Transfer quarterback Patrick O'Brien stood in the pocket until he found wide receiver Taj Davis in the back of the end zone with a 10-yard touchdown pass during Wednesday's spring football practice. The siren went off. Offensive players began to celebrate.
Yet the play wasn't over, not by any means. Things were just getting started in Husky Stadium during workout No. 13.
Redshirt freshman outside linebacker Jordan Lolohea, back from a church mission for 15 months now, and senior center Cory Luciano, playing yet another new position, went from harmless shoves to violent roundhouse swings.
Tuli Letuligasenoa got involved in this fracas unannounced. Like a lion protecting his cub, the 6-foot-2, 320-pound starting defensive tackle came running up and crashed hard into Luciano from behind, knocking him to the ground.
With spring drills coming to a close this weekend for the University of Washington, this much is clear for this veteran team: the Husky defense — even while losing outside linebackers Laiatu Latu and Zion Tupuola-Fetui to career- and season-ending injuries — exudes outward toughness and moves with a definitive swagger.
While the offense has had its moments this spring, the defense is relentless in telling everyone where it's coming from at all times.
White-shirted players storm the field after each big defensive play. They run the length of the field to celebrate a teammate's turnover. They actually threaten the guys in purple during contact drills.
In the midst of this mental makeover is Letuligasenoa. He was the first to object to running back Jay'Veon Sunday's high-stepping runs earlier this spring. He's often the first to greet a teammate with head butts and hand slaps following a heroic effort. He's not unlike John Belushi's Bluto character in the Animal House film, seemingly always ready to lead everyone out the door screaming.
"He's very, very passionate and obviously a very good football player," Husky coach Jimmy Lake said of Tuli. "He brings a lot of emotion to the defense and now he's actually even better at keeping his poise. He was probably one of the main ones I had to hold back a few times during training camp last year. But I love those guys who bring the energy and the juice."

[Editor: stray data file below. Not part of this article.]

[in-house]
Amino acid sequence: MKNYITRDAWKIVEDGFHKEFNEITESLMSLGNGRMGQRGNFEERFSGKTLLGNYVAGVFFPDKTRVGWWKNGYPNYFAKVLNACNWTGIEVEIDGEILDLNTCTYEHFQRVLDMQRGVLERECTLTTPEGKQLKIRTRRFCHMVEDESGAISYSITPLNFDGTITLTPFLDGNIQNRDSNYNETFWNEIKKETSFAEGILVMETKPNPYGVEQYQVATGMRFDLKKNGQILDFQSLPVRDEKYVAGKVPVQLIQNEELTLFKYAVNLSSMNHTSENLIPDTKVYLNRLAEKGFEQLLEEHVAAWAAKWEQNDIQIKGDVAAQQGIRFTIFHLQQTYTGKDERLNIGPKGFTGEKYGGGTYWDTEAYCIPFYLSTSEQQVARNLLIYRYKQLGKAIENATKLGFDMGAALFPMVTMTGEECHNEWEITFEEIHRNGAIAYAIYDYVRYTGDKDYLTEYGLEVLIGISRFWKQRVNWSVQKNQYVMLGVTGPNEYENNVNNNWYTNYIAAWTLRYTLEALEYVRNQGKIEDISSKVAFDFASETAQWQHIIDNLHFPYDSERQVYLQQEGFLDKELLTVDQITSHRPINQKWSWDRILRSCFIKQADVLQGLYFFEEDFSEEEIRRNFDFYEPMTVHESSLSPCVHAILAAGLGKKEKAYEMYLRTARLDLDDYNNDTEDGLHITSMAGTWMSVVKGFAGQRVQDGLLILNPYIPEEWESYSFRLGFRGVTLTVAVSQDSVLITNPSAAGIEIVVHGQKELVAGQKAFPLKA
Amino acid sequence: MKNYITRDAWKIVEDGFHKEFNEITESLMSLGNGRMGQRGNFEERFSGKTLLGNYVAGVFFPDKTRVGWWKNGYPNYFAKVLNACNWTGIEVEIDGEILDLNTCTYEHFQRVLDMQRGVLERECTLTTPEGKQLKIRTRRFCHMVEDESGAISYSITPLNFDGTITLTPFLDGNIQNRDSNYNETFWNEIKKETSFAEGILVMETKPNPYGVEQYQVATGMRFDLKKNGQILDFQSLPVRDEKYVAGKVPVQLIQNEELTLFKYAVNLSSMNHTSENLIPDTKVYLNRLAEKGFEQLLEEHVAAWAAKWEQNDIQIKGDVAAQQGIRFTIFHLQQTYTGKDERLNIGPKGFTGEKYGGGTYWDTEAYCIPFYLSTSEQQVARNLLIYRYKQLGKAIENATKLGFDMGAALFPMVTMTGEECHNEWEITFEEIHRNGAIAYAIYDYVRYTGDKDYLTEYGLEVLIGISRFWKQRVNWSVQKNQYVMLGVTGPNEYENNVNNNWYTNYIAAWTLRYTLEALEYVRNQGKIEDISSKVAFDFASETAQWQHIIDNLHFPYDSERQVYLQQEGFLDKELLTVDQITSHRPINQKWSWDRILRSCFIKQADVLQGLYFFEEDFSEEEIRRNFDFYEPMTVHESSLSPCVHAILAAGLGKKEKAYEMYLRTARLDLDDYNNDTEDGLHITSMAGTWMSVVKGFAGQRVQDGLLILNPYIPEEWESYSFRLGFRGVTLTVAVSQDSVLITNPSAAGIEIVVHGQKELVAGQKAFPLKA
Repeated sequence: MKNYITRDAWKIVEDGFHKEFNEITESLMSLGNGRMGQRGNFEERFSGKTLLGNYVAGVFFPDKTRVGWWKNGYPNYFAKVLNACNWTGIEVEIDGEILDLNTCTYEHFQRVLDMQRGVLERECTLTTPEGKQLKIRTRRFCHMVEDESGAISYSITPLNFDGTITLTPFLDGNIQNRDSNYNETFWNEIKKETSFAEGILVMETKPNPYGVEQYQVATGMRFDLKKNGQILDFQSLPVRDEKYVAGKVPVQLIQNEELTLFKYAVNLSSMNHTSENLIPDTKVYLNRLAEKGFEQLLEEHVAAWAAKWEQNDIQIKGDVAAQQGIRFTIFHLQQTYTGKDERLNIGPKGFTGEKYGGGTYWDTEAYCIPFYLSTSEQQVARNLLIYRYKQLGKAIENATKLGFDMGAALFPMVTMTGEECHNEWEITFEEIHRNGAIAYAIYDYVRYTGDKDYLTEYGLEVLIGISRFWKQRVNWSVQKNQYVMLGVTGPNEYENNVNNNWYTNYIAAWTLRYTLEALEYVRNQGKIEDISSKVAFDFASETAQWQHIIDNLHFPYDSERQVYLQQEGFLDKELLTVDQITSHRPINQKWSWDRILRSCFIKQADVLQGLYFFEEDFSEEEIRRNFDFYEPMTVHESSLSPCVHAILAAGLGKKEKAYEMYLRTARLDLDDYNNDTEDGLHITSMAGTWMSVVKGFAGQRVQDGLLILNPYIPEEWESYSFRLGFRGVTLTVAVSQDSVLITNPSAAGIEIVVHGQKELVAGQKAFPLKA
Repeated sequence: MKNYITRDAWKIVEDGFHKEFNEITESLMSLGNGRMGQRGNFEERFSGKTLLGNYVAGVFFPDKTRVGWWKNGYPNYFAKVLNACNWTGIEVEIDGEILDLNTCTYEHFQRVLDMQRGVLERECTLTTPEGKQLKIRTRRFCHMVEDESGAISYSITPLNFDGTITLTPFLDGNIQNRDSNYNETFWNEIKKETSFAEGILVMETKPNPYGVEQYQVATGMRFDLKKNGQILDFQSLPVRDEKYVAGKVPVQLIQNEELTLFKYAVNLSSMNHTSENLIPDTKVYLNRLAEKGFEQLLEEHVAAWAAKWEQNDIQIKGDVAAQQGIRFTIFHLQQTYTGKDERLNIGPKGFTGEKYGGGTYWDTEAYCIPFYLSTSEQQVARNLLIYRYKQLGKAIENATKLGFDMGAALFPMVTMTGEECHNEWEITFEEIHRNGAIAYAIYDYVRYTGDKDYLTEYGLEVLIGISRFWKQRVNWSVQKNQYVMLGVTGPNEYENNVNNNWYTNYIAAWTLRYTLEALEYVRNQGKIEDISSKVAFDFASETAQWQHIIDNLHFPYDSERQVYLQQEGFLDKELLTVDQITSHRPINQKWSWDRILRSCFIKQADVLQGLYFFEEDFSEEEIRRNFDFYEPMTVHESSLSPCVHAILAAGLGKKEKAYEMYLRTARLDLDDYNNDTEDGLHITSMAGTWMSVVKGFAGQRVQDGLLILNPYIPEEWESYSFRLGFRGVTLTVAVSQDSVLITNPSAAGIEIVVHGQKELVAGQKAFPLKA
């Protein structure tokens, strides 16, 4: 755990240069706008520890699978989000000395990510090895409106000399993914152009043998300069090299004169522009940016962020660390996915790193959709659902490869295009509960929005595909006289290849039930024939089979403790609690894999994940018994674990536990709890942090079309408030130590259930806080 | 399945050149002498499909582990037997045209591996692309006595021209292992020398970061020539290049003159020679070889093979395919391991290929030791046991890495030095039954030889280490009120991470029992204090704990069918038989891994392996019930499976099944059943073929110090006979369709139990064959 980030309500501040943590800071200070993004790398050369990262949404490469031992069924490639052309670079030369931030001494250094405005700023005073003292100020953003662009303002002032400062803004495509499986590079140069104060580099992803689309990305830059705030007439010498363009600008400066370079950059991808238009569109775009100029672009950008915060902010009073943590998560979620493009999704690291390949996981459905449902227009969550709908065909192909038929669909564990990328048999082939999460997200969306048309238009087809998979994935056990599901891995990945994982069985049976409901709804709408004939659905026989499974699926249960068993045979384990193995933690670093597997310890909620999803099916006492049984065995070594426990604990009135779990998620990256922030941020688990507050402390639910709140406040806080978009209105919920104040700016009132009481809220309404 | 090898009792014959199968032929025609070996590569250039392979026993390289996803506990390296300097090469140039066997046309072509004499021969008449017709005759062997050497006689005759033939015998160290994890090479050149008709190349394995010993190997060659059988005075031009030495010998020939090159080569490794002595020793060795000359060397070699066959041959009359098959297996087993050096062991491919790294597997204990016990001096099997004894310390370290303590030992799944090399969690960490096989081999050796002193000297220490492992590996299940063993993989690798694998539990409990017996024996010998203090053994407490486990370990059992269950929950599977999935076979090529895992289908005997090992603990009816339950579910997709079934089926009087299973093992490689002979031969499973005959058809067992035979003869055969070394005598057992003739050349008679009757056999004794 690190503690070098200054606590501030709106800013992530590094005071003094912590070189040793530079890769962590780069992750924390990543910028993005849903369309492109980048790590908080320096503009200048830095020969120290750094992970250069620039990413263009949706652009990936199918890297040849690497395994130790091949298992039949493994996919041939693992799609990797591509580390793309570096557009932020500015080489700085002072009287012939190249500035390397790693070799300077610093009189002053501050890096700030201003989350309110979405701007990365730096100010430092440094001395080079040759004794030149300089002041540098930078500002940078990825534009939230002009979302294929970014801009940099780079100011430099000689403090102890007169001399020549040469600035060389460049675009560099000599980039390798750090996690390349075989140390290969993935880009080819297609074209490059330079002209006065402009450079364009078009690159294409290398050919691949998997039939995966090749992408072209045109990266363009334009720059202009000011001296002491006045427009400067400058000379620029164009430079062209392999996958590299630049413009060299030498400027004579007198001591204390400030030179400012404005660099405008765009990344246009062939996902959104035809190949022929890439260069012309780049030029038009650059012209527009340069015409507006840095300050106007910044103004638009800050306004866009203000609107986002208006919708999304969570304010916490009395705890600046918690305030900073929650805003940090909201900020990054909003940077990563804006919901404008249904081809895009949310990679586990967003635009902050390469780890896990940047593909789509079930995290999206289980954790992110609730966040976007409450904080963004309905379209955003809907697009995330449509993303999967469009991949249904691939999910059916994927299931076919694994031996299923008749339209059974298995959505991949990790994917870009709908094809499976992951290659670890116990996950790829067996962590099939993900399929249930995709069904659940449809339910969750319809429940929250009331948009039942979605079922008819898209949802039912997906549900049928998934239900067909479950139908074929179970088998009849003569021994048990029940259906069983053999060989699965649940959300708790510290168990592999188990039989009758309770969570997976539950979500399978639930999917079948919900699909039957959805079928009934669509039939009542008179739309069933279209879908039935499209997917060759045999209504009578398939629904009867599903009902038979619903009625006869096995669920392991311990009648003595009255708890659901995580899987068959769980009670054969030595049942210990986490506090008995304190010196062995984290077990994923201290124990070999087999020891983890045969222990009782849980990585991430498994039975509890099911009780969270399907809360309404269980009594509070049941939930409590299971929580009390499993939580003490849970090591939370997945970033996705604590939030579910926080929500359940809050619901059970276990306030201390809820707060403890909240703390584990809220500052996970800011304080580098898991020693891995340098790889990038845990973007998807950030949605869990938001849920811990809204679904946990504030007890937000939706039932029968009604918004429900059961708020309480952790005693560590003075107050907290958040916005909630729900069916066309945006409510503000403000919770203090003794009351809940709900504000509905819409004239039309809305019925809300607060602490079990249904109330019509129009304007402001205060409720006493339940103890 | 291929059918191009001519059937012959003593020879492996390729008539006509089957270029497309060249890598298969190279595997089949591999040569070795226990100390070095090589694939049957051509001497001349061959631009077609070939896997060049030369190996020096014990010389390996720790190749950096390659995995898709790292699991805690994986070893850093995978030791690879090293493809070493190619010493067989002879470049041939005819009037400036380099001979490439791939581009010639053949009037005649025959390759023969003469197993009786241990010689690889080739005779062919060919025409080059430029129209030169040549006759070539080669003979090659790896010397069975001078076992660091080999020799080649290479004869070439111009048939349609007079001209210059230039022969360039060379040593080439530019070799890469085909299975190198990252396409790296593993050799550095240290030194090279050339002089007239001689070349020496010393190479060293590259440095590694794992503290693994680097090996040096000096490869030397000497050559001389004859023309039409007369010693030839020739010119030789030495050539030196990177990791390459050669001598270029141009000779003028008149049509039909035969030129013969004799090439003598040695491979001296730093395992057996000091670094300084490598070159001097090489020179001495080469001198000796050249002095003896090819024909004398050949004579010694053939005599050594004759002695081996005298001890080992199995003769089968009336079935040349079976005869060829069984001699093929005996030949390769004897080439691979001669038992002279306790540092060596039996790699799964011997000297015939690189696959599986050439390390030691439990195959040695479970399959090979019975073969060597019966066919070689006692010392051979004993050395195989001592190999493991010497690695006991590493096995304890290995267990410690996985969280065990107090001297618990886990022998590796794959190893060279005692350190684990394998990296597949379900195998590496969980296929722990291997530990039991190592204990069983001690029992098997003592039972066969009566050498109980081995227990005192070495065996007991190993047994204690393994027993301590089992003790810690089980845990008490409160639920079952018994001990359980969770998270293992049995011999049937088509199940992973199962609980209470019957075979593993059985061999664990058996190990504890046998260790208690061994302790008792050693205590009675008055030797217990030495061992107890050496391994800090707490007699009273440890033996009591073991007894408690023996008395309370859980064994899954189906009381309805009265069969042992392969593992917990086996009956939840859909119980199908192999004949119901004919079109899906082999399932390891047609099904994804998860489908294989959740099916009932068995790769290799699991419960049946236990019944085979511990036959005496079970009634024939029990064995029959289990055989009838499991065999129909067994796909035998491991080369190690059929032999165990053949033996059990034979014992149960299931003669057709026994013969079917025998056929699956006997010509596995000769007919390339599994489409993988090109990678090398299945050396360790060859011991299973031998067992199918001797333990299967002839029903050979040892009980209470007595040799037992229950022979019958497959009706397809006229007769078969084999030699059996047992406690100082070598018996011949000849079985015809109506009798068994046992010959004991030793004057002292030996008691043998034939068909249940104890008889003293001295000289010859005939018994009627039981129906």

While that little exchange was the most eye-opening on Wednesday, there were other defensive snapshots worth noting, some intrusive, others lighthearted.
Backup defensive tackle Jacob Bandes, a 6-foot-2, 305-pound sophomore who plays behind Letuligasenoa on the depth chart, matched him for ferocity in a contact drill. He wound up and gave senior center Luke Wattenberg an overly physical shove, with Wattenberg seemingly left speechless by the other guy's actions as he lost his balance and tumbled.
In another drill, Edefuan Ulofoshio and Jackson Sirmon, starting junior inside linebackers and one-time freshman roommates, were seen side by side, dancing to the rap music blaring overhead while awaiting their turn.
Although unavailable for the next several months after having surgery to repair a ruptured Achilles, Tupuola-Fetui remains a practice presence. He hangs out with his position group. You can't miss him riding his scooter 60 yards up the sideline almost as fast as some of the Husky wide receivers cover that distance on foot.
Offensively, freshman Sam Huard looked poised while he threw short touchdown passes to Texas Tech transfer Ja'Lynn Polk and Davis, but the defensive was quickly celebrating again when Oklahoma transfer Bookie Radley-Hiles and Jacobe Covington picked off consecutive passes from Camden Sirmon.
Resorting to trickery, sophomore quarterback Dylan Morris took part in a double pass that drew a loud reaction. He turned to his right and fired one to senior wide receiver Terrell Bynum, who straightened up and found redshirt freshman Rome Odunze for a score with his own delivery.
It was preceded by a pair of interceptions by junior cornerback Kyler Gordon and Radley Hiles, with the latter turning his runback into a bit of theater.
Radley-Hiles decided to run nearly the length of the field with his pass theft while the aforementioned Luciano, a well-used offensive lineman, decided to try and prevent this from happening. Luciano tried to punch the ball free from the nickel back at midfield and chased him all the way to the goal line.
The defensive back was surrounded in the end zone by teammates, among them junior safety Cameron Williams and Ulofoshio.
He clearly was in agony after this adventure. Against Letuligasenoa earlier, he got off easy. This time, the senior from Danville, California, pulled off his helmet on the far sideline and bent over for several minutes as if he was about to lose his lunch. He then spent several more uncomfortable minutes with his back against a wall and his face looking skyward before rejoining the action.
It's less stressful being a UW defensive player these days.
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